Which raises that uneasy tingle in the back of any contrarians mind when the sheeple start to agree with him, and the position he holds shows signs of becoming mainstream. Lately, the U.S. dollar has been strong against all investment classes: assets, securities, and commodities, and even the Euro. Dollars are a hot item.

Wednesday, September 17, 2008

Another One Bites the Dust!

Okay, here's the deal: your house is burning down. While that is happening, your fire insurance company is teetering on the edge of bankruptcy. If that were to happen, you might be tempted to call your congressman to get a little government assistance to the insurance company—you know, for the "public good"—at least until your business with them is settled.

The same thing is happening with AIG, except that the banks are you, the house burning down is widespread defaulting on mortgage securities, and AIG is the bond insurer of the securities the banks are holding. As the bonds fold (issued through Lehman for example), the banks want their reimbursement.

So the Fed puts $85 billion of taxpayer-funded treasury bills on the line to underwrite AIG, to make sure these swaps are covered. AIG cedes its control to the Fed, who now has a 79.9% stake in the company, and will sell off its performing assets... pretty much the rest of its insurance business, to cover this "bridge" loan. So the plan goes. Almost certainly, stock in the company as of the opening bell is worthless.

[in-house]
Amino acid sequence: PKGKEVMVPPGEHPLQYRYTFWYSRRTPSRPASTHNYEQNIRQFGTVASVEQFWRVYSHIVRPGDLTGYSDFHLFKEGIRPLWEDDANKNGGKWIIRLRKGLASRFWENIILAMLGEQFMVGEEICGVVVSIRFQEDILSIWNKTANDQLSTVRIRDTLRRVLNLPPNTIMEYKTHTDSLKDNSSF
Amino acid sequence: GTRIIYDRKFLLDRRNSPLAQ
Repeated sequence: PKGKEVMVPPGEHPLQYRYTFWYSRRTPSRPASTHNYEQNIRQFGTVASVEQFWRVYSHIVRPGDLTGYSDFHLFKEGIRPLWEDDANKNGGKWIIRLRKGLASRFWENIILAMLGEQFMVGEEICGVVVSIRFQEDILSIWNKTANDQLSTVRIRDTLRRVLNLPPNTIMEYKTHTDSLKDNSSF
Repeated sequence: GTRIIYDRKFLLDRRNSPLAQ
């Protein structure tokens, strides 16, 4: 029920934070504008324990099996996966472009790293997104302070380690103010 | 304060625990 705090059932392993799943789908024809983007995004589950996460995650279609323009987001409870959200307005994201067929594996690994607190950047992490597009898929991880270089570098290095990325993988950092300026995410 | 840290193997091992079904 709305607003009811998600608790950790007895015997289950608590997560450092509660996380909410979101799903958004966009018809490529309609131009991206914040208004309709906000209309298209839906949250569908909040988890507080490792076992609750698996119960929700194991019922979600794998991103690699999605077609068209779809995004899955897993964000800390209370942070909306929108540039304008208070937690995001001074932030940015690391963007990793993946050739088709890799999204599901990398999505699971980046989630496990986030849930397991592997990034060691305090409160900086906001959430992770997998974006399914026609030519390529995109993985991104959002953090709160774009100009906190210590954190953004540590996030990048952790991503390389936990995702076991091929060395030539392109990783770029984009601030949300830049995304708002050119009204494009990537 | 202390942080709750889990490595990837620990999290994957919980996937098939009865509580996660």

Some perfunctory motions were made to have private industry cover the AIG bailout, but there were no serious takers. The Treasury Department briefly pondered another conservatorship, but Fannie Mae and Freddie Mac required Congress to enact, which was easily piggy-backed on the mortgage rescue bill. For AIG this would take time, which it doesn't sound like it had. So the Fed was left holding the bag—or more specifically, taxpayers were.